Gurindji Kriol language
|Region||Kalkaringi and Dagaragu, Northern Territory, Australia|
|ISO 639-3||None (
Gurindji Kriol is a mixed language which is spoken by Gurindji people in the Victoria River District of the Northern Territory (Australia). It is mostly spoken at Kalkaringi and Daguragu which are Aboriginal communities located on the traditional lands of the Gurindji. Related mixed varieties are spoken to the north by Ngarinyman and Bilinarra people at Yarralin and Pigeon Hole. These varieties are similar to Gurindji Kriol, but draw on Ngarinyman and Bilinarra which are closely related to Gurindji (Eastern Ngumpin languages).
Gurindji Kriol emerged in the 1970s from pervasive code-switching practices. It combines the lexicon and structure of Gurindji and Kriol. Gurindji is a highly endangered language of the Ngumpin-Yapa subgroup (Pama-Nyungan family) and Kriol is an English-lexifier creole language spoken as a first language by most Aboriginal people across northern Australia (with the exception of Arnhem Land and Daly River area).
Gurindji Kriol exhibits a structural split between the noun phrase and verb phrase, with Gurindji contributing the noun structure including case-marking, and the verb structure including TAM auxiliaries coming from Kriol. In this respect, Gurindji Kriol is classified as a verb-noun (V-N) mixed language. Other examples of V-N mixed languages include Michif and Light Warlpiri. The maintenance of Gurindji within the mixed language can be seen as the perpetuation of Aboriginal identity under massive and continuing cultural incursion.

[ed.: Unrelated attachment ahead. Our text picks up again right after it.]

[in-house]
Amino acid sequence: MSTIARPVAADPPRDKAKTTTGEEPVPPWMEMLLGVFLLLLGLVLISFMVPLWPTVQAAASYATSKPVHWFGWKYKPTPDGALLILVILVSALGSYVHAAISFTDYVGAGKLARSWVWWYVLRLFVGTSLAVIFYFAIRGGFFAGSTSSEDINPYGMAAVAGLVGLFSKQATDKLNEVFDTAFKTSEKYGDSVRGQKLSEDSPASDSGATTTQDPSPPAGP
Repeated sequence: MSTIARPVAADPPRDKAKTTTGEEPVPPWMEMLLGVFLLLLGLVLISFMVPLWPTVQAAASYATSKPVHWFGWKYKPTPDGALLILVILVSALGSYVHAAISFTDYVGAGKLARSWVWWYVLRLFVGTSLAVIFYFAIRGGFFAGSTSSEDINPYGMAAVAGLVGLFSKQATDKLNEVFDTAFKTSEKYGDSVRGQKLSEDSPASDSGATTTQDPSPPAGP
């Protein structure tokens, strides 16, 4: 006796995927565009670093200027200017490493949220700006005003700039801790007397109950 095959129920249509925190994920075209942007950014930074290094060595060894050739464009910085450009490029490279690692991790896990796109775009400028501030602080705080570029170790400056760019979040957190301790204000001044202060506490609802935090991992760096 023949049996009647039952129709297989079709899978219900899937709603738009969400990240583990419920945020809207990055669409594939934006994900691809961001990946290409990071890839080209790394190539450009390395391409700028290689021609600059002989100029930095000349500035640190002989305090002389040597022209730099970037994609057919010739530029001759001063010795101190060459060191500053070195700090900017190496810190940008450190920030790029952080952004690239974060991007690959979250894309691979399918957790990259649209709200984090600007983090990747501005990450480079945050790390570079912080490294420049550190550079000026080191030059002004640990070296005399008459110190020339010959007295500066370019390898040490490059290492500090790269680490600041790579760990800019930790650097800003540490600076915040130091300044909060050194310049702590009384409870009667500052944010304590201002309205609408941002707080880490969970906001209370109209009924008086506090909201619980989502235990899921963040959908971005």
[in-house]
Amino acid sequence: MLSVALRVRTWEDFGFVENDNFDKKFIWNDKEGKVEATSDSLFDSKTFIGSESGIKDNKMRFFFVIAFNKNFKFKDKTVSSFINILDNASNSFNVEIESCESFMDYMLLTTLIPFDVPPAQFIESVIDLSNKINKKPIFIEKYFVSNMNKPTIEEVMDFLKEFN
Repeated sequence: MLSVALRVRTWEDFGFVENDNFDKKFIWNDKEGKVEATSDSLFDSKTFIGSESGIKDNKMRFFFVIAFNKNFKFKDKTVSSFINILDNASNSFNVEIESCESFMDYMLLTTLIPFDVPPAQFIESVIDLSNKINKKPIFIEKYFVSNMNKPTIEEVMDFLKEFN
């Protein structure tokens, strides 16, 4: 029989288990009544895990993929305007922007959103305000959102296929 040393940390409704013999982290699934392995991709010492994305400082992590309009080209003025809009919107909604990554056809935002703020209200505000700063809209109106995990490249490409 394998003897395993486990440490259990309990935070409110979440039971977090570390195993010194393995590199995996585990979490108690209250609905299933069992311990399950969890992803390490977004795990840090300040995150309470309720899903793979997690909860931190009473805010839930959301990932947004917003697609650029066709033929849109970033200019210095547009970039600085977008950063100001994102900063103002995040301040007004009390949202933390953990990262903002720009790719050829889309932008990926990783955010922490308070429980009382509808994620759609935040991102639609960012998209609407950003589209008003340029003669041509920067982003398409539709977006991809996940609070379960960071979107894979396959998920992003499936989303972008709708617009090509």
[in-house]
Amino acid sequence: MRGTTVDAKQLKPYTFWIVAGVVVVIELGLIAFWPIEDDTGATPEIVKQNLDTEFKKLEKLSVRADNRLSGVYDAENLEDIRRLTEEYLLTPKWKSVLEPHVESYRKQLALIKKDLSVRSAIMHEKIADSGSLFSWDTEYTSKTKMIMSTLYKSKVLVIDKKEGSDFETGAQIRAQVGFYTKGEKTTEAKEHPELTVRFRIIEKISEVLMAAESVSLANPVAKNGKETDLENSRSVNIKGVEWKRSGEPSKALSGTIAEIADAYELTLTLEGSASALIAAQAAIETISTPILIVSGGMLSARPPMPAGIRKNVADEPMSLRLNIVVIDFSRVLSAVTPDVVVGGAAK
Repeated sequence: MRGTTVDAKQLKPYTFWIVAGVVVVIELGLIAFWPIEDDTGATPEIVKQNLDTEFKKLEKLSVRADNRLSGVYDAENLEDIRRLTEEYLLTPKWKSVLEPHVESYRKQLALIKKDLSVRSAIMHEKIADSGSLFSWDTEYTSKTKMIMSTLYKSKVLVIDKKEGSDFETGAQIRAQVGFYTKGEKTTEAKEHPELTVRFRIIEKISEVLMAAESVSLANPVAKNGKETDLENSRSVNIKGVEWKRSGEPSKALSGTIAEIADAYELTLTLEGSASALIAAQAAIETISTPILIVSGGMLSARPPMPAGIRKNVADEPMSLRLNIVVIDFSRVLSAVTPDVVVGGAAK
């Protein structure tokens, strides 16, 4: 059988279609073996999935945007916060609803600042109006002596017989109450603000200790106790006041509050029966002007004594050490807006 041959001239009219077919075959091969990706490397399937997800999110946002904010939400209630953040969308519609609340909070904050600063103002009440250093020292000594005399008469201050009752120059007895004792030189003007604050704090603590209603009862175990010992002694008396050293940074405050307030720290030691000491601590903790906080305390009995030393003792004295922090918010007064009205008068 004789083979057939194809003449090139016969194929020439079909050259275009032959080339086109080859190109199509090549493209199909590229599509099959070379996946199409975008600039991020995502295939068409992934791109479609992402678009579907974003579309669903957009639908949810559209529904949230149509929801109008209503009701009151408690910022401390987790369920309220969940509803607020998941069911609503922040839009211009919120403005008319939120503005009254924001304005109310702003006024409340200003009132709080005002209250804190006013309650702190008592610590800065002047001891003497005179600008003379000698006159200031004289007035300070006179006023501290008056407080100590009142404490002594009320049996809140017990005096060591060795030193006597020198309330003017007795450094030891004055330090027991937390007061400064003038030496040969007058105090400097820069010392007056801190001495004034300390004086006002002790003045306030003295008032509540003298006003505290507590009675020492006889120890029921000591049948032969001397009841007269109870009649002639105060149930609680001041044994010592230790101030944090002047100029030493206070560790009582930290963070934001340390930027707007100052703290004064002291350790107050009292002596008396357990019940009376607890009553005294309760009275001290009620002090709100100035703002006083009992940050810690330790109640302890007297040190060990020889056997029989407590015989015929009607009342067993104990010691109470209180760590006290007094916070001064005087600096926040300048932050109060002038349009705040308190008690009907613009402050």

|Structural feature||Language of origin||Lexical feature||Language of origin|
|word order||Kriol||N-body parts||Gurindji|
|verb suffixes||Kriol||N-artefacts||traditional (Gurindji),
|other noun suffixes||Gurindji||N-kin||parents and their siblings (Kriol),
siblings, grandparents, in-laws (Gurindji)
Gurindji Kriol originated from contact between non-Indigenous colonists and the Gurindji people. From 1855 onwards, the traditional lands of the Gurindji and neighbouring groups were seized by colonists who were searching for good cattle pastures. After initial attempts to cull the original inhabitants, cattle stations were set up and the remaining Gurindji people were brought to work on the stations in slave-like conditions with other Aboriginal groups. In 1966, the Gurindji initiated a workers' strike to protest against their poor conditions of employment and ultimately regain control of their traditional lands. Their campaign was called the Wave Hill Walk-off and went on for nine years, resulting in the first successful land claim by an Aboriginal group in Australia. Today the Gurindji continue to live on their traditional lands in two main communities - Kalkaringi and Daguragu.